The #1 limiting belief preventing most SaaS founders from growing their businesses
“Well I only want to invest in growth when there’s a guaranteed result.”
“We’d be willing to spend more if we knew that it would generate results.”
I’ve heard this concern from SaaS founders more times than I can count. I heard it when I was in-house as a marketer, and I hear it even now from early-stage founders as a growth consultant.
Don’t get me wrong — no one wants to waste money on activities that don’t impact the bottom line in any kind of way.
Nobody has an innate desire to take cash and burn it in the front yard. But when budgets are small and the company is still in its infancy, much of the initial investments in growth and overall marketing can feel like a waste.
All of this, however, flies in the face of a fundamental truth about growth: it takes a consistent investment of some kind in order to grow whether through time or money.
Truth: It takes a good plan for growth to experience growth.
The Iron Triangle
We’re all held by the same Iron Triangle of Scope, Time, and Budget. They are our angels and demons.
It’s either going to take time or budget based on the scope for growth that’s been defined. Sometimes it’s both and there’s no way around it.
If you have a small budget (let’s say $1-2K per month), it’s going to take longer (more time) for you to execute enough experiments (smaller scope) before you find winning projects. Founders with smaller budgets have to consider how long they’re willing to wait and how much they’re willing to execute on their own to save cash.
If you have a larger budget, you’ve got more to play with and can expand the experiments and projects (more scope) and learn from them in less time. Founders can usually hire experts or FTEs to invest in growth
It gets even more complicated depending on the market as well. If there are many competitors or there’s a huge, problem-aware market that is actively looking for solutions, you’ll likely see results faster from growth initiatives than a product in a market with zero competitors or completely unaware prospects.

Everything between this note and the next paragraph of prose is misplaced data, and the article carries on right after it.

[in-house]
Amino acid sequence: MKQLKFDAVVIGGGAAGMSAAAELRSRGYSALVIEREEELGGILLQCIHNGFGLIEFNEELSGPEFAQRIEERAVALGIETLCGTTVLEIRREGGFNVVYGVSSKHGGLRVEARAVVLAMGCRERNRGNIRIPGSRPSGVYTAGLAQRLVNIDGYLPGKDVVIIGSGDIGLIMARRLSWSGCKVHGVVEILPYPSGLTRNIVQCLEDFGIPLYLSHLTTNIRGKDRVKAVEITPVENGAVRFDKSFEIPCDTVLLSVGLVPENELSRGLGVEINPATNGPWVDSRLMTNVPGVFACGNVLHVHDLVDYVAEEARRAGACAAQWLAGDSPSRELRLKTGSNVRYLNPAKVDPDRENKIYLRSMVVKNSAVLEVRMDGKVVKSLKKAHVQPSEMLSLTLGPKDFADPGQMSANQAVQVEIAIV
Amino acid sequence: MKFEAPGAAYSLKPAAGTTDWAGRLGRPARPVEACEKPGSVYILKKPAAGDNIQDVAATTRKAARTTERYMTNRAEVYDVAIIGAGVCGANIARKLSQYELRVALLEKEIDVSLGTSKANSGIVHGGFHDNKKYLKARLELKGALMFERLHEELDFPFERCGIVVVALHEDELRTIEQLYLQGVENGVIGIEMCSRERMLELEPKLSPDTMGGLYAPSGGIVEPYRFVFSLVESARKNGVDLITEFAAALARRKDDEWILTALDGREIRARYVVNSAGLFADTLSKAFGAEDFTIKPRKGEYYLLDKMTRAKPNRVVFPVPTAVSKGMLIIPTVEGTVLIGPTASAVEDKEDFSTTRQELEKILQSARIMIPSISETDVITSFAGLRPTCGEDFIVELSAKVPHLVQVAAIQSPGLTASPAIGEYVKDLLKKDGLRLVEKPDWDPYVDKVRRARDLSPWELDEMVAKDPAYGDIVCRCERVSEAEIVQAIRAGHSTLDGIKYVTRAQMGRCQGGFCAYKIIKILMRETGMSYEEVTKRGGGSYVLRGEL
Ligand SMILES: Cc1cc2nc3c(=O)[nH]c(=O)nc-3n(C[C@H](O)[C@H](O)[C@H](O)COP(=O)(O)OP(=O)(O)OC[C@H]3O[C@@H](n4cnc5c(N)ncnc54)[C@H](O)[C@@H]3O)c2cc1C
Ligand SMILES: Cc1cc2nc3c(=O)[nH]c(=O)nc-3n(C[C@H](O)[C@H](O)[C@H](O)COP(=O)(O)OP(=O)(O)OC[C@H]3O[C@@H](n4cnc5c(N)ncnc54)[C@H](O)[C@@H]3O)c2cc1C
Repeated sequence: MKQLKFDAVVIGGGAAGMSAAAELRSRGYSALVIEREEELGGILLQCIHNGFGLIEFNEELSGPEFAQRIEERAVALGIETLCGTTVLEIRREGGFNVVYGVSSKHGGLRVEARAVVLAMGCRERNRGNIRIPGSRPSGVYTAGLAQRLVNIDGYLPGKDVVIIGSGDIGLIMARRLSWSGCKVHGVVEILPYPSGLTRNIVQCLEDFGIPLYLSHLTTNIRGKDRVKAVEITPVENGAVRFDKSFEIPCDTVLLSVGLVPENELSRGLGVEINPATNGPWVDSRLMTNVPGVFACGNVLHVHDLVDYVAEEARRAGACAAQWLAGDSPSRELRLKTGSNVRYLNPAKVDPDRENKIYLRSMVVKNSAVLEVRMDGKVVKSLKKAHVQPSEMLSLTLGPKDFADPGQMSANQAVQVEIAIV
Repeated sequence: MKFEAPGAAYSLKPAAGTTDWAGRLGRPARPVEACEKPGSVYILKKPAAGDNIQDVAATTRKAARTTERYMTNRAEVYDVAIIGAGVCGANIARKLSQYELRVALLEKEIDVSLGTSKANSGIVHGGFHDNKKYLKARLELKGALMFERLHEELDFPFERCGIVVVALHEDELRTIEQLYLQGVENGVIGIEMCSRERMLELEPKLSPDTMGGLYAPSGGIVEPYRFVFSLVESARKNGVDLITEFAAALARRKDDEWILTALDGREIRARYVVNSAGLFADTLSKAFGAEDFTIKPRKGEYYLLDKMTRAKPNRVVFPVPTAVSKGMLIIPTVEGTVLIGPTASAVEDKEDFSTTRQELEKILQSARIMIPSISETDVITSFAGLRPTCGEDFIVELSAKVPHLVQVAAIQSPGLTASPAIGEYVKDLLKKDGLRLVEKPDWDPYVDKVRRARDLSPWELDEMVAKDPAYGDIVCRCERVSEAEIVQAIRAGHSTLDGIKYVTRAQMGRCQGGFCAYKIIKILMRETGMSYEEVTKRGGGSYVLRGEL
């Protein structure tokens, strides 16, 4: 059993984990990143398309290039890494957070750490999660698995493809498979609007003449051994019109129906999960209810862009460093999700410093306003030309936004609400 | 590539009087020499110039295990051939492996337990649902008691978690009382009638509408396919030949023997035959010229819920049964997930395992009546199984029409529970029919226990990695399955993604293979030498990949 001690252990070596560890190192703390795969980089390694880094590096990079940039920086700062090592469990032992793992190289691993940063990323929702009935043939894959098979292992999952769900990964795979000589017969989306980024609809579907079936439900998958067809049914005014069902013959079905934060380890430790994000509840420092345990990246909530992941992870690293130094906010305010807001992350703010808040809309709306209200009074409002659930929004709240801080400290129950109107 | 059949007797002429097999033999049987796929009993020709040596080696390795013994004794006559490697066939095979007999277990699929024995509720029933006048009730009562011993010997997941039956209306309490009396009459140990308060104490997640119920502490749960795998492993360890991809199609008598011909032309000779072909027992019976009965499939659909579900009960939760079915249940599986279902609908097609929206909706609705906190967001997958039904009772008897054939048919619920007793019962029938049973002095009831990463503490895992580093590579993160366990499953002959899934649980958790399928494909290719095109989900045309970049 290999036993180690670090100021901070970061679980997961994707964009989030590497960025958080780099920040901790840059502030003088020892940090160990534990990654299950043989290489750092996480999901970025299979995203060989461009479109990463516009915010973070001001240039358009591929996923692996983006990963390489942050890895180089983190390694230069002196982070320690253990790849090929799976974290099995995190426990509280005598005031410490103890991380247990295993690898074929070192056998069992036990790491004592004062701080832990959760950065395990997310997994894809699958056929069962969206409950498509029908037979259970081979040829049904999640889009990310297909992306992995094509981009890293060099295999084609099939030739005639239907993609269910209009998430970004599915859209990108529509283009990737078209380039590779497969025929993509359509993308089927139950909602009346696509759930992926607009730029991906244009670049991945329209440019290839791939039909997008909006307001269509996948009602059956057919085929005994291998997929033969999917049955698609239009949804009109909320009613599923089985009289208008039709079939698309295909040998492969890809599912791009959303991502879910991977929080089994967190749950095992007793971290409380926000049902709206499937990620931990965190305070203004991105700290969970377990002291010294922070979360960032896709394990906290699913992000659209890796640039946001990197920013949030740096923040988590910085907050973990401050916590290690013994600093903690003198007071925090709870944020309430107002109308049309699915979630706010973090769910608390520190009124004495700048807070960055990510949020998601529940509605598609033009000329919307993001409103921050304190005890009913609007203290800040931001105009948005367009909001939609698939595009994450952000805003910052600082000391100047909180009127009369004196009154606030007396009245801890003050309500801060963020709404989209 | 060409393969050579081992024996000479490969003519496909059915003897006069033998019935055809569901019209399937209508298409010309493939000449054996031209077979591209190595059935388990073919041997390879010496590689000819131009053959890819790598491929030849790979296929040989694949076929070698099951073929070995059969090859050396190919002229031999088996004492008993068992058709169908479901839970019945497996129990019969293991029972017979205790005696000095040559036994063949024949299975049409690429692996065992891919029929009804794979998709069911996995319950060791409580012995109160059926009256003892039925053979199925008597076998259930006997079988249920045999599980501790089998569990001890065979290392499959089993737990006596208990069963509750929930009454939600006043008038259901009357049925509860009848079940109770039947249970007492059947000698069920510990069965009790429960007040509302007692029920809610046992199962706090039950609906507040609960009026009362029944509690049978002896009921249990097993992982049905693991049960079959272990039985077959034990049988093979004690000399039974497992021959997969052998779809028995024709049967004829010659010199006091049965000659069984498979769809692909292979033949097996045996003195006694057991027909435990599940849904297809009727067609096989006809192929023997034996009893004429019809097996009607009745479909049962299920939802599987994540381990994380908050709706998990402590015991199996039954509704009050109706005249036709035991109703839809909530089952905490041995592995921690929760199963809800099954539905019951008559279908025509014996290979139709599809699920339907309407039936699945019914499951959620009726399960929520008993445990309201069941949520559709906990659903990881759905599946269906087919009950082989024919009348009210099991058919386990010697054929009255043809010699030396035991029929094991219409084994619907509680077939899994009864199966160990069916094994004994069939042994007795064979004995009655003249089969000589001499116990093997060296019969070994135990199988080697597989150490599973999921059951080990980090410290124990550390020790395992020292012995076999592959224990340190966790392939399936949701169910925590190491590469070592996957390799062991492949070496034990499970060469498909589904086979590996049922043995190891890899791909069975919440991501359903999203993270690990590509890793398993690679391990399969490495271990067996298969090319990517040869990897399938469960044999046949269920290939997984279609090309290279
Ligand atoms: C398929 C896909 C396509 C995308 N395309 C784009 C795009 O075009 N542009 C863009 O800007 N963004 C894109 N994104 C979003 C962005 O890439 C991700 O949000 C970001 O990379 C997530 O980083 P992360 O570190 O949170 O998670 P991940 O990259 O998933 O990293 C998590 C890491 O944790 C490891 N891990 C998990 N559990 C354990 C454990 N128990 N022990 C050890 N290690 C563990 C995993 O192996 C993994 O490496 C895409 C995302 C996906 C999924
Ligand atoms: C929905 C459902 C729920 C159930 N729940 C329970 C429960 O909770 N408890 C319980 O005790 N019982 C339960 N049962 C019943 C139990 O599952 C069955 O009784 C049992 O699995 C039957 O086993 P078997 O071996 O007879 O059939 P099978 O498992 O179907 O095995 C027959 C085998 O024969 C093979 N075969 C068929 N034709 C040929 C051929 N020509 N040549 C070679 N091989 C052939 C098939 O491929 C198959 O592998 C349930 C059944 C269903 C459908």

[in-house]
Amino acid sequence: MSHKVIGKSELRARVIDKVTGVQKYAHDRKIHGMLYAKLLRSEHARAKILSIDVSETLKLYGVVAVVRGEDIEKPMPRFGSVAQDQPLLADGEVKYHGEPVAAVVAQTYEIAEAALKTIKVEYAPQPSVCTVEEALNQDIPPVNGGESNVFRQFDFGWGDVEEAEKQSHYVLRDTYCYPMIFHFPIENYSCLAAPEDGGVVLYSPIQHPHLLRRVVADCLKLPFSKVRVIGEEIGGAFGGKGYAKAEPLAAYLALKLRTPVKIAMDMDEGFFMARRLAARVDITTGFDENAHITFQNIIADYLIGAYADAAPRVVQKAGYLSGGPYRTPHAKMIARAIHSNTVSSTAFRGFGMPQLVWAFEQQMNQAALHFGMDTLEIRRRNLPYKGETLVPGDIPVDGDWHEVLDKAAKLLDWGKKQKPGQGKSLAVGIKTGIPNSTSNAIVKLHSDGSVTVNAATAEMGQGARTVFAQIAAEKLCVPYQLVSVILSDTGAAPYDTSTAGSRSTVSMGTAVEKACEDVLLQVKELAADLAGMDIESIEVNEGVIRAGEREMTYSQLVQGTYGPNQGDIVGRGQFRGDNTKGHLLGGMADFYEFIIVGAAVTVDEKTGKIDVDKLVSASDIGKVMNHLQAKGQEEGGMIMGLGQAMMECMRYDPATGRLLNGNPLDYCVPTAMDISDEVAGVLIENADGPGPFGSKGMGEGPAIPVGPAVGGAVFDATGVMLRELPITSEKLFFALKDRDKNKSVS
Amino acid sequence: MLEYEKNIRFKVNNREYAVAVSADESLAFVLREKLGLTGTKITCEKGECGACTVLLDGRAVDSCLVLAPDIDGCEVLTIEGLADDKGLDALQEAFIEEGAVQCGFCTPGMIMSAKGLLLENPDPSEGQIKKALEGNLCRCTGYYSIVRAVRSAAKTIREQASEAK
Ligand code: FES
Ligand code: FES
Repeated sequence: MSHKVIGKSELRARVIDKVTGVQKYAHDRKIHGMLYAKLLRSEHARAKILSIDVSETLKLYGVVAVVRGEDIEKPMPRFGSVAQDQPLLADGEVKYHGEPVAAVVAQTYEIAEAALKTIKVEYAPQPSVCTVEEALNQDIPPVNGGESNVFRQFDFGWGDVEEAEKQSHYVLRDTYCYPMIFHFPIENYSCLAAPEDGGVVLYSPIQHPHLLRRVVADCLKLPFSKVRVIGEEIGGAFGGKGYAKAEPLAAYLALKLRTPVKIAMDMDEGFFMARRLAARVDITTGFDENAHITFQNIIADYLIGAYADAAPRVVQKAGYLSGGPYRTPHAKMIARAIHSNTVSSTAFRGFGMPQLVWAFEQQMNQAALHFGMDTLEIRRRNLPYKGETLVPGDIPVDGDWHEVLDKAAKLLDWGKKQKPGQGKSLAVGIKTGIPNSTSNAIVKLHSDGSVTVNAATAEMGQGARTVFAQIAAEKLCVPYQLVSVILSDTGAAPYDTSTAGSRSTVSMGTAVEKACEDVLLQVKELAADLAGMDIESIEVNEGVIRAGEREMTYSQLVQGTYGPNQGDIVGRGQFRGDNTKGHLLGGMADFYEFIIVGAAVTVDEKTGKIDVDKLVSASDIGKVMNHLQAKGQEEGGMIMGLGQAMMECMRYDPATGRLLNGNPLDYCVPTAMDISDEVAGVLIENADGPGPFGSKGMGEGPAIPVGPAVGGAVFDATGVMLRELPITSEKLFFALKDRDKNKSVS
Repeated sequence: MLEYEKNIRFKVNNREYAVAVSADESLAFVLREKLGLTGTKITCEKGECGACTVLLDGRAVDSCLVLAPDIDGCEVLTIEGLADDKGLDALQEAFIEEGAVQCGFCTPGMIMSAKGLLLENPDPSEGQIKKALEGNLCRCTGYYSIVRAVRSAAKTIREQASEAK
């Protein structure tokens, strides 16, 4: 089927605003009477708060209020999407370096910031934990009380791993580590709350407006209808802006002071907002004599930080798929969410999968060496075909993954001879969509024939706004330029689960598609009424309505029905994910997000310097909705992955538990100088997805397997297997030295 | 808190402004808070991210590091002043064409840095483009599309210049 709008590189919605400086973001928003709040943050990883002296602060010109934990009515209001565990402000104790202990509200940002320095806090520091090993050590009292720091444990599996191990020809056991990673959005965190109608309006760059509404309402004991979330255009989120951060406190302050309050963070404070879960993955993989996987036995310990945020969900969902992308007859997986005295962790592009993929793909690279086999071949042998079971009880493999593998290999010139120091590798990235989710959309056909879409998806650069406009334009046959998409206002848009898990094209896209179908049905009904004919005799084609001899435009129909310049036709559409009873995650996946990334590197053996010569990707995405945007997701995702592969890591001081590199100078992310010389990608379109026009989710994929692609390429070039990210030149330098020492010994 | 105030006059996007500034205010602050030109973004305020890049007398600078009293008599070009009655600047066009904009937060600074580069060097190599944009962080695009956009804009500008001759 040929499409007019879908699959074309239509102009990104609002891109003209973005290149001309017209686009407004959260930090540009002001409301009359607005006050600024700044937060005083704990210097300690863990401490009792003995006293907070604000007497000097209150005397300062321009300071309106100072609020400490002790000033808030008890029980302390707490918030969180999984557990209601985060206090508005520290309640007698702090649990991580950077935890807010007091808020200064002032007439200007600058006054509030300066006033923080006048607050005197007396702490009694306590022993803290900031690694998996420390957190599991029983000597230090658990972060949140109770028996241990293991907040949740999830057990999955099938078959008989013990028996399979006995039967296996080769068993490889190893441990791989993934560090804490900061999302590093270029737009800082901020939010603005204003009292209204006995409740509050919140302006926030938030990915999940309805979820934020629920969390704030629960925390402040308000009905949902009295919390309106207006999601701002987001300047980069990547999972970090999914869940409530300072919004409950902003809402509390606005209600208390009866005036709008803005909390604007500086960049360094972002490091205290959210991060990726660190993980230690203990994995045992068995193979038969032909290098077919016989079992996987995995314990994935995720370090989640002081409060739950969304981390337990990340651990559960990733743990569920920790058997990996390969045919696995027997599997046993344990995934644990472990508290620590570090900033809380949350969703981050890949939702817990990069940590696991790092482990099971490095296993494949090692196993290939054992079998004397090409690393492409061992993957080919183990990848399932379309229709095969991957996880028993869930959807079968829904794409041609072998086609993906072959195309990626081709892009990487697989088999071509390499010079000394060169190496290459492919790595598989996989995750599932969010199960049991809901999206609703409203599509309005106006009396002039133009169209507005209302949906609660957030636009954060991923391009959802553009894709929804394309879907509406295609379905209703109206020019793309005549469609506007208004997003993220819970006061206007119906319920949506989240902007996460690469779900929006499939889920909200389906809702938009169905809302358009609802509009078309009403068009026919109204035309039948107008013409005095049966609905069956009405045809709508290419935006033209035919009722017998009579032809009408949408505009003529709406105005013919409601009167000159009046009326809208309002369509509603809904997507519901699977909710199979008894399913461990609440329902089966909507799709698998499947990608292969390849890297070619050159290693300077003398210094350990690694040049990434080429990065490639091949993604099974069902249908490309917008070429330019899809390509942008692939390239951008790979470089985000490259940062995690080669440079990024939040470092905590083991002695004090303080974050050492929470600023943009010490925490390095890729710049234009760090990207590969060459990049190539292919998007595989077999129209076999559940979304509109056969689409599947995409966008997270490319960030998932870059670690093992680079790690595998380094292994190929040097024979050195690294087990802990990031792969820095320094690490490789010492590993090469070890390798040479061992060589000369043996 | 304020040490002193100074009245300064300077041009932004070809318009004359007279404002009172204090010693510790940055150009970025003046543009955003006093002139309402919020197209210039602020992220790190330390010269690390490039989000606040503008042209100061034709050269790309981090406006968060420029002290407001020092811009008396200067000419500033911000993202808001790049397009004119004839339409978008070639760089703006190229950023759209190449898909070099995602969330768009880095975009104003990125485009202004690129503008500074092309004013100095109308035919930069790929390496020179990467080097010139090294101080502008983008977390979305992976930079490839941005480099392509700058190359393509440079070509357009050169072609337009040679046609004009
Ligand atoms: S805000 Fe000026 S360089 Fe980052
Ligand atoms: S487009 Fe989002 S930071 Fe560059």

The 3-year plan
When a founder enters the market with the mindset of “We’ll only invest in growth if we see positive results,” it cuts the product’s future at its knees.
It’s the same as saying “I’ll only get checked for skin cancer when it becomes malignant” or “I’m only going to invest in my 401K or ROTH once I see that it’s grown.”
We need to adjust the limiting belief of “We’ll only invest in growth if we see results” to “If I make the best decisions with the information I have about growth, I *will* see results.”
First, you have to plan for growth based on the market and situation you’re in. If you don’t plan on raising funding, that’s perfectly legitimate! You may be able to stay small and keep investments low if you’re willing to either learn marketing and growth yourself or focus all of your energy on making sure you’re building a product people will pay for.
For any kind of business — funded or bootstrapped — prepare yourself for the next 3-5 years of learning and investing in growth to see the return.
Second, you will have to invest in growth making the best decisions you can possibly make while knowing that it will eventually pay off. You have to be comfortable with investing in growth (building product, interviewing customers, running marketing campaigns, running experiments) over the short-term and long-term.
Otherwise, it might be time to re-think your goals and desires.